Devil’s advocate: exploring the potential negative impacts of artificial intelligence on the field of surgery
Letter to the Editor

Devil’s advocate: exploring the potential negative impacts of artificial intelligence on the field of surgery

Mina Sarofim1,2 ORCID logo

1Department of Colorectal Surgery, Royal North Shore Hospital, St Leonards, NSW, Australia; 2School of Medicine, The University of Sydney, Sydney, NSW, Australia

Correspondence to: Mina Sarofim, BMed, MD, MS, FRACS. Department of Colorectal Surgery, Royal North Shore Hospital, Reserve Road, St Leonards, NSW 2065, Australia; School of Medicine, The University of Sydney, Sydney, NSW, Australia. Email:

Received: 11 November 2023; Accepted: 30 January 2024; Published online: 15 March 2024.

doi: 10.21037/jmai-23-158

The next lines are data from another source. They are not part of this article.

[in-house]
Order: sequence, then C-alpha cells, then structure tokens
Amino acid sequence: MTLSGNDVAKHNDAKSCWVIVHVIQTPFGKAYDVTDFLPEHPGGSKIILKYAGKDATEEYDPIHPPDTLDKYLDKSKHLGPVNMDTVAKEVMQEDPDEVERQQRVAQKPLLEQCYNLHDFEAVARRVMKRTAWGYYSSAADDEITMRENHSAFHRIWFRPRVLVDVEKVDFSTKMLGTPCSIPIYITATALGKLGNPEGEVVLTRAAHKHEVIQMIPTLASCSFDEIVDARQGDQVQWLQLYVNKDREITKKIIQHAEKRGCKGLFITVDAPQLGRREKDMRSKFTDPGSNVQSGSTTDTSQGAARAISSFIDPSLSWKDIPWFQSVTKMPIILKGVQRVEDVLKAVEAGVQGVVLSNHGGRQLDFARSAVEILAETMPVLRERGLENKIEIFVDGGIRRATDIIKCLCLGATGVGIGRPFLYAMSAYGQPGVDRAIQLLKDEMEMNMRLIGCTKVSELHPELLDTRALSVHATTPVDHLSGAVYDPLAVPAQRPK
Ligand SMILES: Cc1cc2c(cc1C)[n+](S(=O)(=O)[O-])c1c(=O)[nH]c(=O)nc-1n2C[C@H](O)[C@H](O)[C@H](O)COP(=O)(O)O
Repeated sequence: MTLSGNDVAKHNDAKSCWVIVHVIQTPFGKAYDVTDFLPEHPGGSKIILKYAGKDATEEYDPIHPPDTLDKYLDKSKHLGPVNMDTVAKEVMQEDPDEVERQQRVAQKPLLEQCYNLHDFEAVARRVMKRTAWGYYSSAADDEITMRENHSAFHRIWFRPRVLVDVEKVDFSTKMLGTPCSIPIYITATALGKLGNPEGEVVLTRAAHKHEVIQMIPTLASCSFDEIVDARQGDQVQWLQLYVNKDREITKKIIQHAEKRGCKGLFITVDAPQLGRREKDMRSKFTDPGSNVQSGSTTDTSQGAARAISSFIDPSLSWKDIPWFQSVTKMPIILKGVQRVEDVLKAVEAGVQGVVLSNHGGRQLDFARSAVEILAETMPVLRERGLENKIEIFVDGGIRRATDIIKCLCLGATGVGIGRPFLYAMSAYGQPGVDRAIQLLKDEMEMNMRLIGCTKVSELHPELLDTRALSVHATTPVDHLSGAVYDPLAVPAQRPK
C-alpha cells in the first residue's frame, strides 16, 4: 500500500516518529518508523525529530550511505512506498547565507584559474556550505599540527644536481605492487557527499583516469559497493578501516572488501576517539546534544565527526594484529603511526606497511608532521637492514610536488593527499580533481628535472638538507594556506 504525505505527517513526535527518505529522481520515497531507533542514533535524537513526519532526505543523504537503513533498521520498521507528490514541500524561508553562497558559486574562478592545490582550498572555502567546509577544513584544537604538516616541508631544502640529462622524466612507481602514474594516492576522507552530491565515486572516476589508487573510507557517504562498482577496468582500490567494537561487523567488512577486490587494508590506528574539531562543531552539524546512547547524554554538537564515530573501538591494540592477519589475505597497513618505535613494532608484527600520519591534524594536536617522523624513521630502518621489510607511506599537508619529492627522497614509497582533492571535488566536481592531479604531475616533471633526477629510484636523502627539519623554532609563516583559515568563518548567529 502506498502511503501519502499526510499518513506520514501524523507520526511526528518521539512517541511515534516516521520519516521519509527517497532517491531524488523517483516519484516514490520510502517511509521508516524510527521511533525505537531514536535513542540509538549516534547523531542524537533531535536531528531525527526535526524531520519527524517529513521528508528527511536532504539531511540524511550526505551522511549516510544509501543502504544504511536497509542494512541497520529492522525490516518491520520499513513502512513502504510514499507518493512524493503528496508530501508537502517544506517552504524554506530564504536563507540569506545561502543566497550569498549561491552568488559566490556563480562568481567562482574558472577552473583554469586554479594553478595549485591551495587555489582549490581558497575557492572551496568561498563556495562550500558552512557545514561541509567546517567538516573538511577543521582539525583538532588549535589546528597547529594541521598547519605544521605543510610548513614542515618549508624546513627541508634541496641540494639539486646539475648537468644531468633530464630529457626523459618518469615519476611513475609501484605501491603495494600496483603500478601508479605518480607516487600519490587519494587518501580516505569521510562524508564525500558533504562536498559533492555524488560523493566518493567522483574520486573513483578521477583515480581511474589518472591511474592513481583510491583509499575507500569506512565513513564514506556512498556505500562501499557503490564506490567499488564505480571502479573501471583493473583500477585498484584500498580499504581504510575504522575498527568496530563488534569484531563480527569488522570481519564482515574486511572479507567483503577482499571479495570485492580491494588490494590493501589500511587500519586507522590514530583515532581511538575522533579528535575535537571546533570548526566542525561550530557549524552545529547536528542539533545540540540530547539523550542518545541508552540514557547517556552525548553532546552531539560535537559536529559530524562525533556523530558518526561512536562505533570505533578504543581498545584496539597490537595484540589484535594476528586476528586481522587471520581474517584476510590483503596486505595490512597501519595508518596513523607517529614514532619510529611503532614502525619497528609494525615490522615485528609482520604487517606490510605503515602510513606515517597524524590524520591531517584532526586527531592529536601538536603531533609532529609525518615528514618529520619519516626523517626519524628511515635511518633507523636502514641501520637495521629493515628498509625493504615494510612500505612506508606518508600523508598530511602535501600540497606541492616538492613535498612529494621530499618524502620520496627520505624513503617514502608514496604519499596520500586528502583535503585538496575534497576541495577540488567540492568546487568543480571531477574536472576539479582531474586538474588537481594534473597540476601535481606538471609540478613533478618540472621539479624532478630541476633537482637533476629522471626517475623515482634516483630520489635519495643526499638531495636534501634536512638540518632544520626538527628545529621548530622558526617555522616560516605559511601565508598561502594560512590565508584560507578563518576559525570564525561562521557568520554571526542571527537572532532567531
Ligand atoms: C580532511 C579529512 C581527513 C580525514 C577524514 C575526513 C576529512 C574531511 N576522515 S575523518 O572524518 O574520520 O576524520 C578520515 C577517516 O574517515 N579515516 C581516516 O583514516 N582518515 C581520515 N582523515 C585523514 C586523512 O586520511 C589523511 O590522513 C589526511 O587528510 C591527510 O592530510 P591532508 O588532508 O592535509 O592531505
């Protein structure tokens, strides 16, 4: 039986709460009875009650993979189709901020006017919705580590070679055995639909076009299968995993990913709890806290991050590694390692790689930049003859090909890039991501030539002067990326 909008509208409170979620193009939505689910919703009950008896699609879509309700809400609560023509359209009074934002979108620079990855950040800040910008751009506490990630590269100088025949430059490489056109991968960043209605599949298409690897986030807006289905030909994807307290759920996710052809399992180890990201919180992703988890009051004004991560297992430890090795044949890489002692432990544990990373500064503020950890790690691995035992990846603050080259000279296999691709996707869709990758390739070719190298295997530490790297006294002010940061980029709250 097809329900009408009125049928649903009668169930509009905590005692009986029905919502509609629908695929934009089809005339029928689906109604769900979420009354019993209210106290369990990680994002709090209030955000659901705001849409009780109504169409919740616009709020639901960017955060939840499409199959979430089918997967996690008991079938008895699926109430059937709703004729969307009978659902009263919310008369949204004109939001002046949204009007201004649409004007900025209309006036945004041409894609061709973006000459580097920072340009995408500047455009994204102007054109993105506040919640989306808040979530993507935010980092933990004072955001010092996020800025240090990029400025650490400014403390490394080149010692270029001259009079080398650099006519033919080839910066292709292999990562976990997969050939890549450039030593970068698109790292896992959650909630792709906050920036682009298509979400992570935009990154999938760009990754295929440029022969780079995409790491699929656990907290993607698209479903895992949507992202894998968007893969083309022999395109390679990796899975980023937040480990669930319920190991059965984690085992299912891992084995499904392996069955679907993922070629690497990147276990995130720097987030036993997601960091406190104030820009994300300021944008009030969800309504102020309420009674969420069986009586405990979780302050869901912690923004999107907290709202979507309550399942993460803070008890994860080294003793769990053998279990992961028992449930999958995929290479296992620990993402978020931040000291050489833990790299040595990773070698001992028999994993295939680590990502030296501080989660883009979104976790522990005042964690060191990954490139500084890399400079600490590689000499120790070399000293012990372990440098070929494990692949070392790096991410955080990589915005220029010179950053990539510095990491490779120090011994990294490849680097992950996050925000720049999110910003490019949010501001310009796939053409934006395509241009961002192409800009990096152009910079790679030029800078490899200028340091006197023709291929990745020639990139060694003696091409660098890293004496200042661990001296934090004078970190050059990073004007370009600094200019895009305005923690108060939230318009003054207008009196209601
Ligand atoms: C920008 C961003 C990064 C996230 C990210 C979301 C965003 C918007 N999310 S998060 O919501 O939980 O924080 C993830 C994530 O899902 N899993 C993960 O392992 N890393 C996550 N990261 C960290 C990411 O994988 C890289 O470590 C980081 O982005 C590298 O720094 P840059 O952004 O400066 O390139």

Artificial intelligence (AI) was first described in 1956 as the use of computer technology to simulate the critical thinking of human beings. After an apparent lull in the technology, we are now in an era of rapid advancements in AI which has potential to revolutionize the healthcare industry in ways never imagined in human history. In the field of surgery, AI has shown immense promise in improving diagnostic accuracy, surgical precision, and patient outcomes (1,2). However, in addition to the well-advertised grandiose benefits, one must ensure that AI does not veil a dark underbelly of potentially negative side-effects beyond what has previously been suggested (3). It is crucial for surgeons, policymakers, and healthcare professionals to be reminded of—and proactively address—challenges such as the risk of overreliance, ethical considerations, potential job displacement, and the need for continued human expertise, to assert responsible integration into surgical practice.